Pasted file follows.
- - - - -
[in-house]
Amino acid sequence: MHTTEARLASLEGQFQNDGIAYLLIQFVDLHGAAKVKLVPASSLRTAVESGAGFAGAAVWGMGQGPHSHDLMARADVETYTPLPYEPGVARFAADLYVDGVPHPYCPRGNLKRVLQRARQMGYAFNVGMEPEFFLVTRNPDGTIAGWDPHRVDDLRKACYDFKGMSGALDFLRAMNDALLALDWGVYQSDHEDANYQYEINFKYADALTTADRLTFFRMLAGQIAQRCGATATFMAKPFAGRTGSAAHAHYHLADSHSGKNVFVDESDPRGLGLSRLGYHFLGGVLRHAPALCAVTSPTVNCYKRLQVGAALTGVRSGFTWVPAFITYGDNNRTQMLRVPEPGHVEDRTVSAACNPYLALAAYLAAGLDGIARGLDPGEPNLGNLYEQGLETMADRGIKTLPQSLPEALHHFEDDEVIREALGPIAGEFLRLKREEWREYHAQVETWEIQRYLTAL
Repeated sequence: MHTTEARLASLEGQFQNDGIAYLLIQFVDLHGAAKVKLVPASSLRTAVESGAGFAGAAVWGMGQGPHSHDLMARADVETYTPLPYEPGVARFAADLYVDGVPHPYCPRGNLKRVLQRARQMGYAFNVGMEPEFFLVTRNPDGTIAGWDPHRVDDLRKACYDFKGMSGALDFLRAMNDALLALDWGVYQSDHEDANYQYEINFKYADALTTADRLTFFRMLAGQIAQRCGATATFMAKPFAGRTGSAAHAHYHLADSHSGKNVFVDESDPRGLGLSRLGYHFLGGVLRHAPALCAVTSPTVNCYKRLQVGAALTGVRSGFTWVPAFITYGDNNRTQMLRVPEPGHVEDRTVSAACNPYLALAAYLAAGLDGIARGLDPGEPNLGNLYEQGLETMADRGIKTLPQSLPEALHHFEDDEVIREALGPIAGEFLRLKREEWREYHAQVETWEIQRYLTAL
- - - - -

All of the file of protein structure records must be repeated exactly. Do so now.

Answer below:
[in-house]
Amino acid sequence: MHTTEARLASLEGQFQNDGIAYLLIQFVDLHGAAKVKLVPASSLRTAVESGAGFAGAAVWGMGQGPHSHDLMARADVETYTPLPYEPGVARFAADLYVDGVPHPYCPRGNLKRVLQRARQMGYAFNVGMEPEFFLVTRNPDGTIAGWDPHRVDDLRKACYDFKGMSGALDFLRAMNDALLALDWGVYQSDHEDANYQYEINFKYADALTTADRLTFFRMLAGQIAQRCGATATFMAKPFAGRTGSAAHAHYHLADSHSGKNVFVDESDPRGLGLSRLGYHFLGGVLRHAPALCAVTSPTVNCYKRLQVGAALTGVRSGFTWVPAFITYGDNNRTQMLRVPEPGHVEDRTVSAACNPYLALAAYLAAGLDGIARGLDPGEPNLGNLYEQGLETMADRGIKTLPQSLPEALHHFEDDEVIREALGPIAGEFLRLKREEWREYHAQVETWEIQRYLTAL
Repeated sequence: MHTTEARLASLEGQFQNDGIAYLLIQFVDLHGAAKVKLVPASSLRTAVESGAGFAGAAVWGMGQGPHSHDLMARADVETYTPLPYEPGVARFAADLYVDGVPHPYCPRGNLKRVLQRARQMGYAFNVGMEPEFFLVTRNPDGTIAGWDPHRVDDLRKACYDFKGMSGALDFLRAMNDALLALDWGVYQSDHEDANYQYEINFKYADALTTADRLTFFRMLAGQIAQRCGATATFMAKPFAGRTGSAAHAHYHLADSHSGKNVFVDESDPRGLGLSRLGYHFLGGVLRHAPALCAVTSPTVNCYKRLQVGAALTGVRSGFTWVPAFITYGDNNRTQMLRVPEPGHVEDRTVSAACNPYLALAAYLAAGLDGIARGLDPGEPNLGNLYEQGLETMADRGIKTLPQSLPEALHHFEDDEVIREALGPIAGEFLRLKREEWREYHAQVETWEIQRYLTAL